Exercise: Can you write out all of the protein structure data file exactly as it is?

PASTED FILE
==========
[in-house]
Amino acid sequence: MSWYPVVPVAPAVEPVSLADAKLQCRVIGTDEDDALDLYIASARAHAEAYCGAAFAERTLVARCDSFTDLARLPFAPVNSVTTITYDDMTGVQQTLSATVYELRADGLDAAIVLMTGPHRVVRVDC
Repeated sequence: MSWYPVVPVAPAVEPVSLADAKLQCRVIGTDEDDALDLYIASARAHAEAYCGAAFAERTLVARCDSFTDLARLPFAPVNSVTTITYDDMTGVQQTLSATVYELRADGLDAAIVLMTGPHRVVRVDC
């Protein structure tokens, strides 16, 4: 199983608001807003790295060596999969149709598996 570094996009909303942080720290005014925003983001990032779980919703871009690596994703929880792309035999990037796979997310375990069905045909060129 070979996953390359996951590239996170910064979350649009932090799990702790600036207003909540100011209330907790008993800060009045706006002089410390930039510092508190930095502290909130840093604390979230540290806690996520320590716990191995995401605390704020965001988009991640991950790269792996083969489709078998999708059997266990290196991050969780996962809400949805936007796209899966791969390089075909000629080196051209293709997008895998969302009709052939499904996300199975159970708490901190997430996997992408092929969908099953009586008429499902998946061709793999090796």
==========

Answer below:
[in-house]
Amino acid sequence: MSWYPVVPVAPAVEPVSLADAKLQCRVIGTDEDDALDLYIASARAHAEAYCGAAFAERTLVARCDSFTDLARLPFAPVNSVTTITYDDMTGVQQTLSATVYELRADGLDAAIVLMTGPHRVVRVDC
Repeated sequence: MSWYPVVPVAPAVEPVSLADAKLQCRVIGTDEDDALDLYIASARAHAEAYCGAAFAERTLVARCDSFTDLARLPFAPVNSVTTITYDDMTGVQQTLSATVYELRADGLDAAIVLMTGPHRVVRVDC
């Protein structure tokens, strides 16, 4: 199983608001807003790295060596999969149709598996 570094996009909303942080720290005014925003983001990032779980919703871009690596994703929880792309035999990037796979997310375990069905045909060129 070979996953390359996951590239996170910064979350649009932090799990702790600036207003909540100011209330907790008993800060009045706006002089410390930039510092508190930095502290909130840093604390979230540290806690996520320590716990191995995401605390704020965001988009991640991950790269792996083969489709078998999708059997266990290196991050969780996962809400949805936007796209899966791969390089075909000629080196051209293709997008895998969302009709052939499904996300199975159970708490901190997430996997992408092929969908099953009586008429499902998946061709793999090796």